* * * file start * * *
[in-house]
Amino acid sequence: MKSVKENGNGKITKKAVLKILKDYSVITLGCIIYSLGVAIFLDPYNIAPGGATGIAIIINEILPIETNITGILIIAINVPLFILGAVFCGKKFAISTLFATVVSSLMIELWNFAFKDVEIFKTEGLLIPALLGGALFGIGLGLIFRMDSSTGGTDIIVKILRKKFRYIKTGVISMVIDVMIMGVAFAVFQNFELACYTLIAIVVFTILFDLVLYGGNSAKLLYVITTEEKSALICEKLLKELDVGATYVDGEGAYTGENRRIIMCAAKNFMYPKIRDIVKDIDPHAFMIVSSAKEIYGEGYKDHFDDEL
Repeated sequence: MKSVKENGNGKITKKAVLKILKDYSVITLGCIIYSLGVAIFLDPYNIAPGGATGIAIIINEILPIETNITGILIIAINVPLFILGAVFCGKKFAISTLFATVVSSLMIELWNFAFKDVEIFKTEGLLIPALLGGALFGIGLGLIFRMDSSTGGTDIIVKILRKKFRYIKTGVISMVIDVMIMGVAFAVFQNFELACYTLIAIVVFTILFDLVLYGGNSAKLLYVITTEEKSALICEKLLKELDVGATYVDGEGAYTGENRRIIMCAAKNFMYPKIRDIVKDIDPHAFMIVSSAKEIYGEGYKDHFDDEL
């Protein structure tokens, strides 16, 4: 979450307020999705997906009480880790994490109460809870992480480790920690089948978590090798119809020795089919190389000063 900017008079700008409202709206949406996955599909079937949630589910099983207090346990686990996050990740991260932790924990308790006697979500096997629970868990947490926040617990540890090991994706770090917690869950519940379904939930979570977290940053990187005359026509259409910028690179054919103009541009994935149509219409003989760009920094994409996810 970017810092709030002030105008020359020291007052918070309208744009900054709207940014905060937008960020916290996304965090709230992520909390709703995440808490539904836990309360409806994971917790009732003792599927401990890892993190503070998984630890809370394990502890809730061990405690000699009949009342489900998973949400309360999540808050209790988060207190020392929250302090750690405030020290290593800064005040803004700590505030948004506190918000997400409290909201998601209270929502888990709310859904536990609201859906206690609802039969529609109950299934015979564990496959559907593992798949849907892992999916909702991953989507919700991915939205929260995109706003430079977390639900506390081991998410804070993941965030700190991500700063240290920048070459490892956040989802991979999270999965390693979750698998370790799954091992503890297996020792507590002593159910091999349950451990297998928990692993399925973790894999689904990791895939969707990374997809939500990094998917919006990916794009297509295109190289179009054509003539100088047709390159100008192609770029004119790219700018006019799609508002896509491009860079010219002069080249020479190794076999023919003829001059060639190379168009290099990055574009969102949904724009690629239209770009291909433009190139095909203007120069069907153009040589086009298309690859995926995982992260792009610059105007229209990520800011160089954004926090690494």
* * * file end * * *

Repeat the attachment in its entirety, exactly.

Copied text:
[in-house]
Amino acid sequence: MKSVKENGNGKITKKAVLKILKDYSVITLGCIIYSLGVAIFLDPYNIAPGGATGIAIIINEILPIETNITGILIIAINVPLFILGAVFCGKKFAISTLFATVVSSLMIELWNFAFKDVEIFKTEGLLIPALLGGALFGIGLGLIFRMDSSTGGTDIIVKILRKKFRYIKTGVISMVIDVMIMGVAFAVFQNFELACYTLIAIVVFTILFDLVLYGGNSAKLLYVITTEEKSALICEKLLKELDVGATYVDGEGAYTGENRRIIMCAAKNFMYPKIRDIVKDIDPHAFMIVSSAKEIYGEGYKDHFDDEL
Repeated sequence: MKSVKENGNGKITKKAVLKILKDYSVITLGCIIYSLGVAIFLDPYNIAPGGATGIAIIINEILPIETNITGILIIAINVPLFILGAVFCGKKFAISTLFATVVSSLMIELWNFAFKDVEIFKTEGLLIPALLGGALFGIGLGLIFRMDSSTGGTDIIVKILRKKFRYIKTGVISMVIDVMIMGVAFAVFQNFELACYTLIAIVVFTILFDLVLYGGNSAKLLYVITTEEKSALICEKLLKELDVGATYVDGEGAYTGENRRIIMCAAKNFMYPKIRDIVKDIDPHAFMIVSSAKEIYGEGYKDHFDDEL
């Protein structure tokens, strides 16, 4: 979450307020999705997906009480880790994490109460809870992480480790920690089948978590090798119809020795089919190389000063 900017008079700008409202709206949406996955599909079937949630589910099983207090346990686990996050990740991260932790924990308790006697979500096997629970868990947490926040617990540890090991994706770090917690869950519940379904939930979570977290940053990187005359026509259409910028690179054919103009541009994935149509219409003989760009920094994409996810 970017810092709030002030105008020359020291007052918070309208744009900054709207940014905060937008960020916290996304965090709230992520909390709703995440808490539904836990309360409806994971917790009732003792599927401990890892993190503070998984630890809370394990502890809730061990405690000699009949009342489900998973949400309360999540808050209790988060207190020392929250302090750690405030020290290593800064005040803004700590505030948004506190918000997400409290909201998601209270929502888990709310859904536990609201859906206690609802039969529609109950299934015979564990496959559907593992798949849907892992999916909702991953989507919700991915939205929260995109706003430079977390639900506390081991998410804070993941965030700190991500700063240290920048070459490892956040989802991979999270999965390693979750698998370790799954091992503890297996020792507590002593159910091999349950451990297998928990692993399925973790894999689904990791895939969707990374997809939500990094998917919006990916794009297509295109190289179009054509003539100088047709390159100008192609770029004119790219700018006019799609508002896509491009860079010219002069080249020479190794076999023919003829001059060639190379168009290099990055574009969102949904724009690629239209770009291909433009190139095909203007120069069907153009040589086009298309690859995926995982992260792009610059105007229209990520800011160089954004926090690494």